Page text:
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RE: HTML Action Item 54 - ...draft text for HTML 5 spec to require producers/authors to include @alt on img elements.

From: Justin James <j_james@mindspring.com>
Date: Fri, 9 May 2008 13:14:32 -0400
To: "'Sam Kuper'" <sam.kuper@uclmail.net>
Cc: <public-html@w3.org>, "'W3C WAI-XTECH'" <wai-xtech@w3.org>, <wai-liaison@w3.org>
Message-ID: <01c601c8b1f8$262565d0$72703170$@com>

Sam –

Not bonkers in the slightest, from the aspect of “semantic Web". If there are swaths of the spec which cannot be machine-verified, or which are easy (sometimes, even advantageous) to use inappropriately (but still schema-correct), then let’s get rid of this goal of “semantic Web” now, and let’s get rid of the “accessibility” goal. Plain and simple, if the semantics of the document cannot be determined accurately and reliably the vast majority of the time, those two goals are impossible.

We have a binary choice:

1) Retain the inclusion of <p>, <h1>, and other “semantic” elements. Of course, none of them are anything other than <div>, <span>, etc. with a semantic meaning associated with them in the spec, and an unspoken default styling that the browser vendors have all agreed upon.
2) Remove the “semantic” elements, and only use <div>, <span>, etc. with ARIA (or ARIA-like) descriptors to indicate their semantic purpose (for example: <div purpose=”paragraph”> to replace <p>).

If we are going to go with choice #1, fine. In that case, I propose that we DUMP @alt, and replace it with a million permutations that are specific, like, “@alt_click”, “@transcript”, an  whatever else we think would be appropriate. After all, if we can have a bunch of variants of <div>, <span>, etc. all meant to provide semantic value (with no way of validating the correct usage), then why not start doing the same with attributes too?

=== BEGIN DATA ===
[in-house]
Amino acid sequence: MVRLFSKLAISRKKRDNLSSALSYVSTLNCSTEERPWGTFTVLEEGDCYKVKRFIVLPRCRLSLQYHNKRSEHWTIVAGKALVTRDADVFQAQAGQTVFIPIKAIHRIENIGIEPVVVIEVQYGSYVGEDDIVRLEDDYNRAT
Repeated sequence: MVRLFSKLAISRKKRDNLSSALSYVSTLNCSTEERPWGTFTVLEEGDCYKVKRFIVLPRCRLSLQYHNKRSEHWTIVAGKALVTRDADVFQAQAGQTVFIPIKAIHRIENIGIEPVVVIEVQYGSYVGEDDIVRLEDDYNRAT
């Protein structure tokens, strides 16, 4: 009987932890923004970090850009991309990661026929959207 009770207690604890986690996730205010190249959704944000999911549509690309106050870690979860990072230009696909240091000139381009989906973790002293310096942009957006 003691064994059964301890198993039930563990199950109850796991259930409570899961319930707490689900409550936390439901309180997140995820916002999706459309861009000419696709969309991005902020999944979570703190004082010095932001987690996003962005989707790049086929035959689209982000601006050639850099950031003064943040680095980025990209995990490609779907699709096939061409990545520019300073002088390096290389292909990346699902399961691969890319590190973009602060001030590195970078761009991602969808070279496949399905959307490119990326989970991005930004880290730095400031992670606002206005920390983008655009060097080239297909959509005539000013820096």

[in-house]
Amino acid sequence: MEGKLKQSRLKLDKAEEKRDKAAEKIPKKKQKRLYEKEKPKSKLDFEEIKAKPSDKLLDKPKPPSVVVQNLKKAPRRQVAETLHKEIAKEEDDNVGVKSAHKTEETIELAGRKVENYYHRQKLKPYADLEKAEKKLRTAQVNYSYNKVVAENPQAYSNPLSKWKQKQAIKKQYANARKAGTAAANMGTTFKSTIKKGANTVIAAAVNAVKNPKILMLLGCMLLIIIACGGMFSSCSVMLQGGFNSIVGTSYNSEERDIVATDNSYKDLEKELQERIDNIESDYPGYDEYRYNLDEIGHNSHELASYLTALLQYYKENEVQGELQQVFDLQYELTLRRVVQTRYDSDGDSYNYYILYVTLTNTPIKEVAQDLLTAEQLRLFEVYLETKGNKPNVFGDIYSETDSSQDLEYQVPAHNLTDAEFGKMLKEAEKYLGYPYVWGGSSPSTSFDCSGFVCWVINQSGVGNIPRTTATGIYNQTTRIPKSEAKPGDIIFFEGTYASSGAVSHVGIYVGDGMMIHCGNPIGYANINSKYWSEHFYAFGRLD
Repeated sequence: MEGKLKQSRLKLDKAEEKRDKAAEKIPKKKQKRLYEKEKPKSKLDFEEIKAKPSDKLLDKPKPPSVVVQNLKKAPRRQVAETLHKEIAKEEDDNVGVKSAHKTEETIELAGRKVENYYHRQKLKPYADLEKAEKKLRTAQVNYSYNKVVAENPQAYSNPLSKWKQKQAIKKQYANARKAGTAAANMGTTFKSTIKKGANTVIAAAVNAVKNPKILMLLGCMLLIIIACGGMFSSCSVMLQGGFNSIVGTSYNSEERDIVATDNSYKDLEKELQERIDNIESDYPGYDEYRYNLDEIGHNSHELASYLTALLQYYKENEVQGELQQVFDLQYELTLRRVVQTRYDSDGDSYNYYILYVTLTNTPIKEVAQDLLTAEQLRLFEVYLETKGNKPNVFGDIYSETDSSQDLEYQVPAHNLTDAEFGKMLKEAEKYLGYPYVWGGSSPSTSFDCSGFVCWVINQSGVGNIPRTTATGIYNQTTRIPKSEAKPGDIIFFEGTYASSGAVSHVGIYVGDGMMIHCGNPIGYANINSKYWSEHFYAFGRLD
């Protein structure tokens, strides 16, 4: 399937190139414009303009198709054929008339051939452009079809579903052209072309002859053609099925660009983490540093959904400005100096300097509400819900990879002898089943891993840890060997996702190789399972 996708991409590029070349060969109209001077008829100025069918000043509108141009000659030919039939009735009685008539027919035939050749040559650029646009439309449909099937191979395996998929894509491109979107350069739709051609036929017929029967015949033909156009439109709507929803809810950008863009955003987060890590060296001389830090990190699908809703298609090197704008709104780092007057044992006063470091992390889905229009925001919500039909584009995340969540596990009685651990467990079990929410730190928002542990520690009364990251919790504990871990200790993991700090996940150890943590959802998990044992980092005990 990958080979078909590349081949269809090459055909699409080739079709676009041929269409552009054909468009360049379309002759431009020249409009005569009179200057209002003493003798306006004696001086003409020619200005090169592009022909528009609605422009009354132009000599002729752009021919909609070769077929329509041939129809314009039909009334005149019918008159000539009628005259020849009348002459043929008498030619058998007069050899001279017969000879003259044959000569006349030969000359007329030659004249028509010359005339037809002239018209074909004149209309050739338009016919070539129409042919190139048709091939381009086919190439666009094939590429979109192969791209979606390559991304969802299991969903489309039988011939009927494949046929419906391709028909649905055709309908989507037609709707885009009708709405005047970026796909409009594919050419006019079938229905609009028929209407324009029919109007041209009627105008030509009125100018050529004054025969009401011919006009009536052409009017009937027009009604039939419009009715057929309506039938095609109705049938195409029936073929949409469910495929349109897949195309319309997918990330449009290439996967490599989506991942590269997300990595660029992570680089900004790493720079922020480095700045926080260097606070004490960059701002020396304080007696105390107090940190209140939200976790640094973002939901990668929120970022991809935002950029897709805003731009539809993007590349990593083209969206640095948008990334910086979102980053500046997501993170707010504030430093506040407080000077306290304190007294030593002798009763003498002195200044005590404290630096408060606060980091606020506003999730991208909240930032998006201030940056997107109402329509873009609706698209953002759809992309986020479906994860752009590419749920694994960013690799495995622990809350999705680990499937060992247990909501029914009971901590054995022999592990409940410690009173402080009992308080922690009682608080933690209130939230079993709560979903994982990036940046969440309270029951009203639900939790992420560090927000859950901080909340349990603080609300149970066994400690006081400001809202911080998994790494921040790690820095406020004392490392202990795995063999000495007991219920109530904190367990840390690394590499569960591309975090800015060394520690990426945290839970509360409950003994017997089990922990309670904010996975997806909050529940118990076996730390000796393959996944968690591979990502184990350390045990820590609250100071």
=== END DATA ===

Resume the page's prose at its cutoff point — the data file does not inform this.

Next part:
But if we go with option #2, now we are looking at a system that makes a heck of a lot more sense, and forces HTML authors (both human and automated) to carefully consider what they are doing. If you make everything a “semantic-less” tag, with 1 or 2 attributes (ARIA, or something like it) that are *required*, then it means that the semantics and the styling are (finally!) fully separated, as the goal has been since HTML 4.

J.Ja


From: public-html-request@w3.org [mailto:public-html-request@w3.org] On Behalf Of Sam Kuper
Sent: Friday, May 09, 2008 10:37 AM
To: Justin James
Cc: public-html@w3.org; W3C WAI-XTECH; wai-liaison@w3.org
Subject: Re: HTML Action Item 54 - ...draft text for HTML 5 spec to require producers/authors to include @alt on img elements.

2008/5/9 Justin James <j_james@mindspring.com>:
Anything that cannot be machine-checked should not be in the spec.

Justin,

This is bonkers. Large parts of the spec can't be machine-checked. How can a machine detect whether text in a <p> element is being used as a heading, for instance? I could go on listing cases, but I won't.

I think you may be confusing a schema (something for computers to use to assess validity) with a specification (something for humans to use as guidance when writing code or markup for computers).

Best regards,

Sam
Received on Friday, 9 May 2008 17:15:51 GMT

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